Why Angry Employees are Everyone’s Problem

December 3, 2014

What is the worst thing a person can do to hurt their previous employer? This may never be more than a passing thought for most people, but whenever there’s a layoff, at least a few of the freshly terminated employees are seriously pondering it. And it wouldn’t take too long – a quick Google search would do it – to figure out that a cybersecurity incident would be just the thing: It can cause expensive havoc or put the organization out of business.

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It’s a scary thought. In the past, a business only had to worry about a disgruntled few who might have sophisticated hacking skills. However, these days anyone can place an order for a Denial of Service attack by paying as little as $10 an hour.

Lest you think this is a headache limited to IT and management, it’s worth taking a look at some of the scenarios below. Typically, the assets most attractive to cybercriminals are: Personally Identifiable Information (which belongs to employees or customers) and Intellectual Property (company secrets). Since the loss of these can hurt other employees, customers, and stockholders, an upset ex-employee becomes everyone’s problem. Here are three of the easiest scenarios angry former employees can enact:

Scenario #1: Pay someone else to disrupt the business

As referenced above, the employee goes online to an underground forum and essentially hires cybercriminals to launch an attack upon the former company’s webservers. These attacks can be paid for anonymously via Bitcoin.         

Scenario #2: Sell passwords to the highest bidder

If the employee is in possession of passwords that are still in effect (or knows how to get them), they can offer these up for auction to cybercriminals on the darknet (instructions on how to get there can be found on YouTube). Or the passwords can be offered for free – in cases where a corporate employer has hacktivist enemies.

Scenario #3: Sell detailed insider information

An employee armed with information about specific cybersecurity tools the company is using can offer cybercriminals something even more valuable: reconnaissance. Knowing an organization’s software, hardware, and basic policies can make data breaches a relative breeze: hackers can then aggressively put pressure upon an identical configuration until it breaks, revealing the attack tools which are required to get in. Whether they do this themselves or purchase the necessary vulnerability information, an attack that starts this way could easily bankrupt a company.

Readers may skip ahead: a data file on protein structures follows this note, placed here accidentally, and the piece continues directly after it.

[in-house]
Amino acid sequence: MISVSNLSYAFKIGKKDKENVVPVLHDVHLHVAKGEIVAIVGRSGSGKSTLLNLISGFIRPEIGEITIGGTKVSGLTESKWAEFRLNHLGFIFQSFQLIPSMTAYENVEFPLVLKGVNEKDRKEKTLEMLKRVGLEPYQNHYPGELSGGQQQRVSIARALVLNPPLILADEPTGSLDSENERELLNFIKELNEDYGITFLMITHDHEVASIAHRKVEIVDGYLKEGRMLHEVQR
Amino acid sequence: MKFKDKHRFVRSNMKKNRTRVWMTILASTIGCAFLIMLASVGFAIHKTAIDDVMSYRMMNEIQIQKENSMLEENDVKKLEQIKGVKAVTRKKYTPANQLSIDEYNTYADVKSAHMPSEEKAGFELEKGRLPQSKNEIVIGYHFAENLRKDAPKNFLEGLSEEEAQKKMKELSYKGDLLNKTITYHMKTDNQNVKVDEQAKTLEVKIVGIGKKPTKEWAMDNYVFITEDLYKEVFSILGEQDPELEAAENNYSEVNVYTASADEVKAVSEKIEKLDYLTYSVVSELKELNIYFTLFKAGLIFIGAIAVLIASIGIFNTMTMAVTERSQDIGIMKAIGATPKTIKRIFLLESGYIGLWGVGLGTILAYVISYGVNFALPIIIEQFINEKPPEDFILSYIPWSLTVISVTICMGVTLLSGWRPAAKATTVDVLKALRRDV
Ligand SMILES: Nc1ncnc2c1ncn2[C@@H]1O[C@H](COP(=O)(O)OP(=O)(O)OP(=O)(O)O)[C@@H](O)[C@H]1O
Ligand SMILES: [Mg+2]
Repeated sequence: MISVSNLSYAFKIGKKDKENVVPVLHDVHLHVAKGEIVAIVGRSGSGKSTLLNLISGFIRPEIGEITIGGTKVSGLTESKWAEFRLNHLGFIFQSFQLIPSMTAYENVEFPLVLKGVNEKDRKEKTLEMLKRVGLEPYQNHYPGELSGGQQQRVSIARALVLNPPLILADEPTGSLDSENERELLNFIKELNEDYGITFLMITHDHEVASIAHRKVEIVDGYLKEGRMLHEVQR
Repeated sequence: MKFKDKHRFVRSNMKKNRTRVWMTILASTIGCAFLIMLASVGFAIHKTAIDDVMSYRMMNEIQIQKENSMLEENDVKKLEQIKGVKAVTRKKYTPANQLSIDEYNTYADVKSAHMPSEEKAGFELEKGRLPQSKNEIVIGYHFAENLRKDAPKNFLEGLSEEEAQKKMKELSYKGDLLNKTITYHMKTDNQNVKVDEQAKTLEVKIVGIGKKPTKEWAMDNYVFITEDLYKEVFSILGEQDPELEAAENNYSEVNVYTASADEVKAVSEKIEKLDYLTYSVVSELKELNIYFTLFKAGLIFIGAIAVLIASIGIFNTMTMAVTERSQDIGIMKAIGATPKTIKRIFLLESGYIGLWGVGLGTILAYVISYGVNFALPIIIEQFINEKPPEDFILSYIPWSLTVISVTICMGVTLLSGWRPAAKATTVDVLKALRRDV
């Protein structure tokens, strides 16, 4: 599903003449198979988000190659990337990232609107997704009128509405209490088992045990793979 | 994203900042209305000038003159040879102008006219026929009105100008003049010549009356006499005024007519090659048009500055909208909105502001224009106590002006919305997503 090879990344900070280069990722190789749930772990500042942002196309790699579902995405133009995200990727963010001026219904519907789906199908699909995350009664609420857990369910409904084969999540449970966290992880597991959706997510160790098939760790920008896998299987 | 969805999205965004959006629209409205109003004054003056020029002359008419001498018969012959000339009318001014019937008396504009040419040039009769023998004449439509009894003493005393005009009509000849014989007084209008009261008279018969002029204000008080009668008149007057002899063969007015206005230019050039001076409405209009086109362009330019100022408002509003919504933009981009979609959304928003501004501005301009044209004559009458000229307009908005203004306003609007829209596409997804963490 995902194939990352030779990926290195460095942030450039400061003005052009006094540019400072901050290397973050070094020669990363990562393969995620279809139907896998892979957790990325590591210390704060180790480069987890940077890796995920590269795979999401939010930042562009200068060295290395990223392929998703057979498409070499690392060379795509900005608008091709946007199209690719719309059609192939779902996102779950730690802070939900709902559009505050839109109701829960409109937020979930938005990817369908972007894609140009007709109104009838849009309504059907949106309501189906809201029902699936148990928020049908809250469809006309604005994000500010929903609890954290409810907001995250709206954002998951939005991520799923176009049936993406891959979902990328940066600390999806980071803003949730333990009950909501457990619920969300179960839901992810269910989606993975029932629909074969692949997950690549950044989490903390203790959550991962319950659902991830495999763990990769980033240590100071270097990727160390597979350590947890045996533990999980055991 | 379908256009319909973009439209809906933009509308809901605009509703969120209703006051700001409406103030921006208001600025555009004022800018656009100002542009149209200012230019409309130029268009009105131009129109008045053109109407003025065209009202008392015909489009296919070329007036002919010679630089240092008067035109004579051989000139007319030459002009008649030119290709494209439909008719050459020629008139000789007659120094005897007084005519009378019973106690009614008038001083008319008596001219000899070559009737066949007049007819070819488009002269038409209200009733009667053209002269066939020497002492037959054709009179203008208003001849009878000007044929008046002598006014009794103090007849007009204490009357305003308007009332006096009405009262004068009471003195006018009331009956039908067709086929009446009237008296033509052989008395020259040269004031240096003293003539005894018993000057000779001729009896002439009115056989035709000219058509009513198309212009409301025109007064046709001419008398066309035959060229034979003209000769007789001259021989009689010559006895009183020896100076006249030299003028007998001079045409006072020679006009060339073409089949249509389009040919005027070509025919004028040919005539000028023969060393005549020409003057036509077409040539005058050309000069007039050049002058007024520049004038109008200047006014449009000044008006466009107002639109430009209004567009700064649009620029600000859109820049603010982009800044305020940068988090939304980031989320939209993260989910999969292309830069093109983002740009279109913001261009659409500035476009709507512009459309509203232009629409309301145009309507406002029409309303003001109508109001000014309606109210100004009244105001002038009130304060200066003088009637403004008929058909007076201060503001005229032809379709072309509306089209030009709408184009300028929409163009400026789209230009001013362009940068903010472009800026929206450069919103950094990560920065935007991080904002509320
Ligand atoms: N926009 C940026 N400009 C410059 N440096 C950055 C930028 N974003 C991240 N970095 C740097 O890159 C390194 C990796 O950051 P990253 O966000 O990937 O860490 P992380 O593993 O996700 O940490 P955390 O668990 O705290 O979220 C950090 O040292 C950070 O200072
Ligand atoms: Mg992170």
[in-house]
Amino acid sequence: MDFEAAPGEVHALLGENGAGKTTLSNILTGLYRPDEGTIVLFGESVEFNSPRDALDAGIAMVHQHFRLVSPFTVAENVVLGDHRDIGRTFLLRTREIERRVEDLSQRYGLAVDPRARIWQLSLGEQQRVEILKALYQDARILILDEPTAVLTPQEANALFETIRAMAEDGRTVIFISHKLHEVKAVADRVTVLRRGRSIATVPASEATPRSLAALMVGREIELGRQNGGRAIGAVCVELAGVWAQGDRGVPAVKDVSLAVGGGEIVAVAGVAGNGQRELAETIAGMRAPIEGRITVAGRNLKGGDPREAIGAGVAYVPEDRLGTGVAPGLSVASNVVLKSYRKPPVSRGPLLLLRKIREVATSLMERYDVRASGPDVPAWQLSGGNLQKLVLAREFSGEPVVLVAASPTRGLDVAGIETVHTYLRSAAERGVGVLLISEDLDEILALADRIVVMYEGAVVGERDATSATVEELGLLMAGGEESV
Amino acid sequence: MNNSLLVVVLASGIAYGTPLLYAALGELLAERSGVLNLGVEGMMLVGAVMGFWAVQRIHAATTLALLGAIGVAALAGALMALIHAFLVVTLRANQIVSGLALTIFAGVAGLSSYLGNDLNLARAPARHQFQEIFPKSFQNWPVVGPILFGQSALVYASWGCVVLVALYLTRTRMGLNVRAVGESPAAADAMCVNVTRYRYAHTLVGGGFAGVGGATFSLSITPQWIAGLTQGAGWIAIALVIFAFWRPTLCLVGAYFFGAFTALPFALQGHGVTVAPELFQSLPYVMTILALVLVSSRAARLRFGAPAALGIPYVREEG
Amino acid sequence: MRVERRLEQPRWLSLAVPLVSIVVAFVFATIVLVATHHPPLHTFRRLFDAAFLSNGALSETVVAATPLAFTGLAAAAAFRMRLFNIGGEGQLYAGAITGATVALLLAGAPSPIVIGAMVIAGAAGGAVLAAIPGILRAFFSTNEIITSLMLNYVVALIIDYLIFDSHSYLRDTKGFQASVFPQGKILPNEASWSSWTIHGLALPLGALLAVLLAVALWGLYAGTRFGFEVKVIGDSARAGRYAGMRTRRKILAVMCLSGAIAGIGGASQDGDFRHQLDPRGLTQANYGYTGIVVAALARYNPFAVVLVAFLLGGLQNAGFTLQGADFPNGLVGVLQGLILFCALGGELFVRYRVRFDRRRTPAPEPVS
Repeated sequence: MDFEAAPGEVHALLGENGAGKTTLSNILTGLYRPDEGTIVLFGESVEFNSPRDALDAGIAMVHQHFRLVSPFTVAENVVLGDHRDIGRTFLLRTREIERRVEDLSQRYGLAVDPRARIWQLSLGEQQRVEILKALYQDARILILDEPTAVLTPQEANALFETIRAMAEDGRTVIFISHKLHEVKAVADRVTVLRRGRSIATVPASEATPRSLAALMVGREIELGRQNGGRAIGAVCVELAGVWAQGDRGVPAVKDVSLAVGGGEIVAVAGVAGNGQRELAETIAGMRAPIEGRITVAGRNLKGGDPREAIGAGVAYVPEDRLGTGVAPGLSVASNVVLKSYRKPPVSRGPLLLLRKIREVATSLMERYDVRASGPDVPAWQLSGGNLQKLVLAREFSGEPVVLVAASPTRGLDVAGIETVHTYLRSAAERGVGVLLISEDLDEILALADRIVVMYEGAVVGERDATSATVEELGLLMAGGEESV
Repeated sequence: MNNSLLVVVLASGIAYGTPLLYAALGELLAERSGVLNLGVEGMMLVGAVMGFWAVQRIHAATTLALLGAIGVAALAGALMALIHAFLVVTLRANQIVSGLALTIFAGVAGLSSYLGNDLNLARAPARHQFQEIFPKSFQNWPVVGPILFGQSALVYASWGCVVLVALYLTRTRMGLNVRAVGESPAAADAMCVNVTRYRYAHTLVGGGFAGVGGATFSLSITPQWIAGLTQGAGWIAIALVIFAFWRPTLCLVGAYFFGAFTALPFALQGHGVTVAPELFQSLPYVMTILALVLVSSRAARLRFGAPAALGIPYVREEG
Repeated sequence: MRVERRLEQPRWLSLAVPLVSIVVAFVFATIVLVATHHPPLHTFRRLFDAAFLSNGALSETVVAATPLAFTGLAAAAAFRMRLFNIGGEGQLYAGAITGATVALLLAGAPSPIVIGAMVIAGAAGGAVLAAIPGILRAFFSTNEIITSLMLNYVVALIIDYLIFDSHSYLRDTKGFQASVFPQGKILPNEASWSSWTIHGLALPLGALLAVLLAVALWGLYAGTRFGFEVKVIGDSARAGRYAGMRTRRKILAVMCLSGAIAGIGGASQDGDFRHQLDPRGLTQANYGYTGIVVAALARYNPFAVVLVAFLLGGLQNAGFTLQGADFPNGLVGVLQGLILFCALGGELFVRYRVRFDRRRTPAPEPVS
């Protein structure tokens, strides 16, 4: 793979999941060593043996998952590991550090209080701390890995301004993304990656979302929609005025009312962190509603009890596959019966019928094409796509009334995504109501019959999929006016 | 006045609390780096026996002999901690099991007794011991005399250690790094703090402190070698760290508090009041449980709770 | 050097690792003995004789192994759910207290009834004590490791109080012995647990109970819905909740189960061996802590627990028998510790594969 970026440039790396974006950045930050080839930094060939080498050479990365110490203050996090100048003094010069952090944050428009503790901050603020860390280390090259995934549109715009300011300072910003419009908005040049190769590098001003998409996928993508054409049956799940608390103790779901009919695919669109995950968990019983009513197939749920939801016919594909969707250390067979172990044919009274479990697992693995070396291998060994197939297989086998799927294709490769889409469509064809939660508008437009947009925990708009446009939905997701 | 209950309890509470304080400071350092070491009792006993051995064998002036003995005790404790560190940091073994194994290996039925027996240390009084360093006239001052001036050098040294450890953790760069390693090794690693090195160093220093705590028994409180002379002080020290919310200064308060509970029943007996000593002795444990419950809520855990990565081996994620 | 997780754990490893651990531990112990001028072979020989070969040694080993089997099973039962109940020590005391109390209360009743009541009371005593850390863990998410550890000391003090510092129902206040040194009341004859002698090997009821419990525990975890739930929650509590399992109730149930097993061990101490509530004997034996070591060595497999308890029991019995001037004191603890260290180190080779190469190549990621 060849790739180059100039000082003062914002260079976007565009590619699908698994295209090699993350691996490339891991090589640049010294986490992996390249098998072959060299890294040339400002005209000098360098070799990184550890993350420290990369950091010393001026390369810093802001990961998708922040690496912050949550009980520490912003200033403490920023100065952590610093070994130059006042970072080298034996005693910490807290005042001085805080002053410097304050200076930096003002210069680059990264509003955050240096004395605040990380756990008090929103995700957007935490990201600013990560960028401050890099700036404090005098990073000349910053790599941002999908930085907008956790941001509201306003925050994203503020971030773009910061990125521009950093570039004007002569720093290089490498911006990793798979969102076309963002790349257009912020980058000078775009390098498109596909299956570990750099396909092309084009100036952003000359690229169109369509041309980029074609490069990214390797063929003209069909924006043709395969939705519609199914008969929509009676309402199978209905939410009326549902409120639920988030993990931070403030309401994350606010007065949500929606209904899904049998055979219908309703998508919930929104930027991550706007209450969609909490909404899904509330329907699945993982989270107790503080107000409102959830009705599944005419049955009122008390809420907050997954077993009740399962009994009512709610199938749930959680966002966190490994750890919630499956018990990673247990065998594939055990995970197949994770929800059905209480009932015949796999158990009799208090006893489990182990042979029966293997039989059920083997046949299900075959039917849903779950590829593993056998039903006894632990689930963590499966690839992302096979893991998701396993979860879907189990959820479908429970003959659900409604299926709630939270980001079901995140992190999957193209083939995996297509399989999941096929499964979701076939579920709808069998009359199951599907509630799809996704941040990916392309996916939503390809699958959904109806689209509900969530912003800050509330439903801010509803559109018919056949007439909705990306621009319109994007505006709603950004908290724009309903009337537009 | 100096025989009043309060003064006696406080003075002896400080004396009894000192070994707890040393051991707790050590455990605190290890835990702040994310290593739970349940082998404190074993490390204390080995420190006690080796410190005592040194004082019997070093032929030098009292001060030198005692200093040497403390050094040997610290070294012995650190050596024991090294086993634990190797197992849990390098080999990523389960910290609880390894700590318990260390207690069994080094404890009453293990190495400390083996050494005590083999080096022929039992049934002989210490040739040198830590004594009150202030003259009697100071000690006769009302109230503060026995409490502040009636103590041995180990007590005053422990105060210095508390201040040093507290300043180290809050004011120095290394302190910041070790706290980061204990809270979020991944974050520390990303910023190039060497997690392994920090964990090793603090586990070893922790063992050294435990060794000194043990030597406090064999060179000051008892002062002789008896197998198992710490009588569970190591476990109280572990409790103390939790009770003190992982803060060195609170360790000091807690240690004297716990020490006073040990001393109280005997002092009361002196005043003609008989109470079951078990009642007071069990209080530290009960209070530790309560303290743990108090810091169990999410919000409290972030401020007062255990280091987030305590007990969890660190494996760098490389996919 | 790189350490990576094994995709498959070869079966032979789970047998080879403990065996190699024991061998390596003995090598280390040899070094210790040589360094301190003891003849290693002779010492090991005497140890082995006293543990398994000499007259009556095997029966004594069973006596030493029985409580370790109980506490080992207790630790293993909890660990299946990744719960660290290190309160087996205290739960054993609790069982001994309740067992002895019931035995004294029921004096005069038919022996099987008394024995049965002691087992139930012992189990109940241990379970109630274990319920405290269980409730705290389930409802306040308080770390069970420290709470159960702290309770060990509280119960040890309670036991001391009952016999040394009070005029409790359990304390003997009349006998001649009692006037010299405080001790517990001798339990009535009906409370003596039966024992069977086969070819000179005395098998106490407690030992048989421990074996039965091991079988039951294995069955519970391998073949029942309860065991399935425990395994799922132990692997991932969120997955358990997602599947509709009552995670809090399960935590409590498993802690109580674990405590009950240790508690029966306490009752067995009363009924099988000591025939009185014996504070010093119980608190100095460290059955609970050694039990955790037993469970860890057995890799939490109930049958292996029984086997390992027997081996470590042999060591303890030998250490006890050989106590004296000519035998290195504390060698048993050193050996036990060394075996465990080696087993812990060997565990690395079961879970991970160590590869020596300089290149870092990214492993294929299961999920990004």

One convenience to aggressors: It is easier than ever to evade law enforcement by using the right tools – those that obfuscate our treks around the Internet. Bitcoin has made it possible to both provide and receive payment anonymously. TOR, aka The Onion Router (it essentially hides the identity of the sender) allows people to take steps that cannot be seen or easily reconstructed. (As a warning to those thinking about engaging in nefarious acts, law enforcement is finding ways around net anonymity. Consider the couple in Northern California who were recently busted for operating a narcotics business they set up on Silk Road 2.0.)

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Regardless of the ease in which attacks can now be organized, there are some proactive steps a company can take towards protection. Here are three of them:

Rule #1: To the extent companies can be discrete about the security tools they are using, even from their own employees, they will be better off. Sometimes executive management agrees to publish success stories about network security tools they are using, not realizing these can be pieced together to create a useful attack diagram of their network.

Rule #2: Suspect everyone. Any time an employee is fired or laid off, all passwords to all systems they had access to should be changed. We can’t know how angry an ex-employee is or might become. Changing passwords should be mandatory and completed as a matter of course immediately preceding every exit interview. (Go here for a list of eleven questions developed by the Security Executive Council which should be answered by CFO/CIOs/CSOs to help address all types of insider threats.)

Rule #3: Consider offering severance packages, and ensure the employee understands the stakes. The ROI for a severance package is very often the mollification of an employee who might otherwise inflict harm. Final documents should include notification that the company will aggressively pursue any ex-employee who attempts to harm the company.

Finally, anyone working for an organization they truly value should consider reporting any co-worker who threatens to harm the company. Good security definitely “takes a village”.